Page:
Volumetric weight and dimensional weight are used in the field of transportation, notably Air transport, to calculate transport rates.
Continue reading Air freight – volumetric and dimensional weight
Learn more about volumetric weight and how to calculate it when working with Air freight in the below video:
You can see below a video of the container ship CMA CGM Brazil, a container vessel from the Very Large Container Ship category, approaching the port of Charleston, S.C. where it docked at the Wando Welch Terminal.
In September 2020, it set the record for the largest vessel ever to enter the port of New York & New Jersey and to dock on the U.S. East Coast. Here approaching the port of Charleston.
Continue reading CMA CGM Brazil – Very Large Container Ship (VLCS) in action.
Today, 18% of the global ocean cargo is moved thanks to shipping containers, container vessels, and container ports or terminals. But how do containers ports work?
Container ports can be gigantic like the Shanghai container port through which over 40 000 000 TEUs* pass each year or small local single quays possibly relying on the gears (cranes) of the arriving vessel for the loading operations.
Continue reading Container port animation
They can be fully automated – calling upon automated cranes, handling and repositioning equipment – or can rely on a qualified workforce operating specialized equipment and cranes.
When working with ocean freight and maritime transport, it is important to know and understand the difference between Liner and Tramp.
Continue reading Liner versus Tramp – ocean transport services
These terms are used to designate a type of ocean transport service and can also be used to designate how a vessel is currently operating.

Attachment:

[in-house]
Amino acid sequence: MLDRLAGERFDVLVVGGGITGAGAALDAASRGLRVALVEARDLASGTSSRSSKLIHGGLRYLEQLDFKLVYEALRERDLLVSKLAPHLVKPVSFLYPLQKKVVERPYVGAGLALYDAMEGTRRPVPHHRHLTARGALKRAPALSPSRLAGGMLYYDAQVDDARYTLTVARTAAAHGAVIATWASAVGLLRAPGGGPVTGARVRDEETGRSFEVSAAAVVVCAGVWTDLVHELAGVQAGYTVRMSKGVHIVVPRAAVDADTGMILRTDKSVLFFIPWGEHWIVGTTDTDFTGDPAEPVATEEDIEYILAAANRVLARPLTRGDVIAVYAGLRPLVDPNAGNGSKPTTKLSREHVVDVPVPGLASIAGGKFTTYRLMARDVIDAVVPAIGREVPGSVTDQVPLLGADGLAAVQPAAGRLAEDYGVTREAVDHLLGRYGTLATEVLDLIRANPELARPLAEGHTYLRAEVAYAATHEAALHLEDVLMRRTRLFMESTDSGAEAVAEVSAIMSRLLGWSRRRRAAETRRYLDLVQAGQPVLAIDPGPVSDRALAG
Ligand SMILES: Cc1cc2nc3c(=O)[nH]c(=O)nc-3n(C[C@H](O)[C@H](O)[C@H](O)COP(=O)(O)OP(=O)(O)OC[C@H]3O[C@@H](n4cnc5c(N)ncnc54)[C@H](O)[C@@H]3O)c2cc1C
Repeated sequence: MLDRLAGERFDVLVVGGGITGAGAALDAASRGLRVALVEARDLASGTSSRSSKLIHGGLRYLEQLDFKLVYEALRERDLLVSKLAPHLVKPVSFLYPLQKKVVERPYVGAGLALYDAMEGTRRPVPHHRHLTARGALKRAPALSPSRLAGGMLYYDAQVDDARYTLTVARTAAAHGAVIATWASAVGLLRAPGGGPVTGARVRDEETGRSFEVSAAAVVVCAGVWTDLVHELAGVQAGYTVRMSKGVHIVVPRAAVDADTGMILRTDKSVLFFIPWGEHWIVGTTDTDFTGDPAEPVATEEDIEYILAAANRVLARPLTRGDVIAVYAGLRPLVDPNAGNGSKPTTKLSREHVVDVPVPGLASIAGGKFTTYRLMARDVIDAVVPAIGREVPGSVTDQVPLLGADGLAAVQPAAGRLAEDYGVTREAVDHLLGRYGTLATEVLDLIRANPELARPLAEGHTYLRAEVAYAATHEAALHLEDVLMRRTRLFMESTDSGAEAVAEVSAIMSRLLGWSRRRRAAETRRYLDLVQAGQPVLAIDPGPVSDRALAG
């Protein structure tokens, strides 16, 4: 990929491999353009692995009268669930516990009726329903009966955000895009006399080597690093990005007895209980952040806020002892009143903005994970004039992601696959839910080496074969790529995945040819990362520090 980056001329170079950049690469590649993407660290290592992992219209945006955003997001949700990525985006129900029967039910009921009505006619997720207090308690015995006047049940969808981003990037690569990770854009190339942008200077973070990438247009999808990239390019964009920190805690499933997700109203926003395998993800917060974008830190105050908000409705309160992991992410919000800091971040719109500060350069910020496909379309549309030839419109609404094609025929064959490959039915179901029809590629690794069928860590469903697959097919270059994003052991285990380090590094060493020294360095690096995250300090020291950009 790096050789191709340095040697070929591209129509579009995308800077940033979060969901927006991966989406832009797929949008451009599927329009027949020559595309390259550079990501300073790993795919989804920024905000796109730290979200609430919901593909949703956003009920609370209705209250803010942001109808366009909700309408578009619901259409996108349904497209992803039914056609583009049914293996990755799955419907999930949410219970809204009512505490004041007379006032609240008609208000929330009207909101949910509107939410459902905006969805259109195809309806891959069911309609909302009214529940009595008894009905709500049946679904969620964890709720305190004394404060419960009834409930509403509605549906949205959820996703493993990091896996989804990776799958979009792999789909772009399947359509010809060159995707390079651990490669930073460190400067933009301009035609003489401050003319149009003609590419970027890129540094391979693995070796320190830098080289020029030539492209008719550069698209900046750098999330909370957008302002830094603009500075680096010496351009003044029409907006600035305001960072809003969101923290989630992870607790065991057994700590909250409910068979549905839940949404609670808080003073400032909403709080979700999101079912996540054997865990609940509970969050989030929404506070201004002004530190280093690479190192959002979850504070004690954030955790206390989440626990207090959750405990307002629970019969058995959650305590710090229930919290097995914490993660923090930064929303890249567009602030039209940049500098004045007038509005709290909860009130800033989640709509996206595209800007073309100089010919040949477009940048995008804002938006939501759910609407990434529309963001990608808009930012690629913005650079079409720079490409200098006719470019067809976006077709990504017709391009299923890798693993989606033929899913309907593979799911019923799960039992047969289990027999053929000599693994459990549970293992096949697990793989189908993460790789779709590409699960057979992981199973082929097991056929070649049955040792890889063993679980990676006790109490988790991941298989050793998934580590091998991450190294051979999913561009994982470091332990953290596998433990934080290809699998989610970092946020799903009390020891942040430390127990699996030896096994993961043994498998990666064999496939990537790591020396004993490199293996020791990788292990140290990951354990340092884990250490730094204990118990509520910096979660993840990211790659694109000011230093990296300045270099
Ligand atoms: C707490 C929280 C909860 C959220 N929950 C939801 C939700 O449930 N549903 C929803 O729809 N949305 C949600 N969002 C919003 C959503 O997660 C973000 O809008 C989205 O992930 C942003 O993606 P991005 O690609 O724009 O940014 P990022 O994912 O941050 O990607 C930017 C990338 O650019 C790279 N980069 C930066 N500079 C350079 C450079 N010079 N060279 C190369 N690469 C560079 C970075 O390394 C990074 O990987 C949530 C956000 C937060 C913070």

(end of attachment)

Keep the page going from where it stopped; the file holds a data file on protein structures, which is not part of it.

Based on the publicly available UNCTAD data, the world merchant fleet was composed of over 95,000 vessels in 2020.
Continue reading 2020 world merchant fleet
The total deadweight* of this gigantic fleet was over 2,000,000 thousand tons – meaning that in 2020 the merchant fleet had the capacity to carry (all in : crew, cargo, fuel, ballast,….) over 2,000,000,000 tons at any one point in time.
What are linear feet? What are linear meters?
A linear foot or a linear meter are, as they sound like, a foot or a meter in a line – a length of 1 foot or 1 meter. 5 linear meters describe a line 5 meters long.
In the field of transport, these linear meters or feet are used as a measurement of how much space is used in a truck. This linear footage or meters measurement is used notably for the pricing of LTL partload or LTL volume services.
Continue reading Transportation – linear feet , linear meters
When moving cargo by road, you will often have to decide between using a full Truckload (TL) service or a Less Than Truckload (LTL) one.
Continue reading Truckload or Less Than Truckload – TL or LTL
Many factors are taken into account when making this decision, but before we review a few of them, let’s first define and highlight the main differences between TL and LTL.
The various goods transported by ocean and transiting through ports can be divided in 5 main types of cargo:
Continue reading Main types of ocean cargo
- Liquid Bulk (cca. 29% of the 2018 loaded tons for international maritime trade)
- Dry Bulk (cca. 46%)
- Containers (cca. 18%)
- Roll On Roll Off and Break Bulk. (put together – cca. 7%)
Can you help your customer select the best transport?
Play our transport mode selection game to find out if you can.
Learn about Air, Integrator, FCL, LCL, FTL and LTL transport modes and select the correct one for each of our transport scenarios.
Continue reading A logistics transport game
A gantry is a bridge-like structure, with side supports, enabling it to span, to be, over something.
Continue reading Gantry cranes in action
A gantry crane is exactly that: a crane, which thanks to its supporting side and cross beams, can straddle, be placed above cargo, and approach it from this position.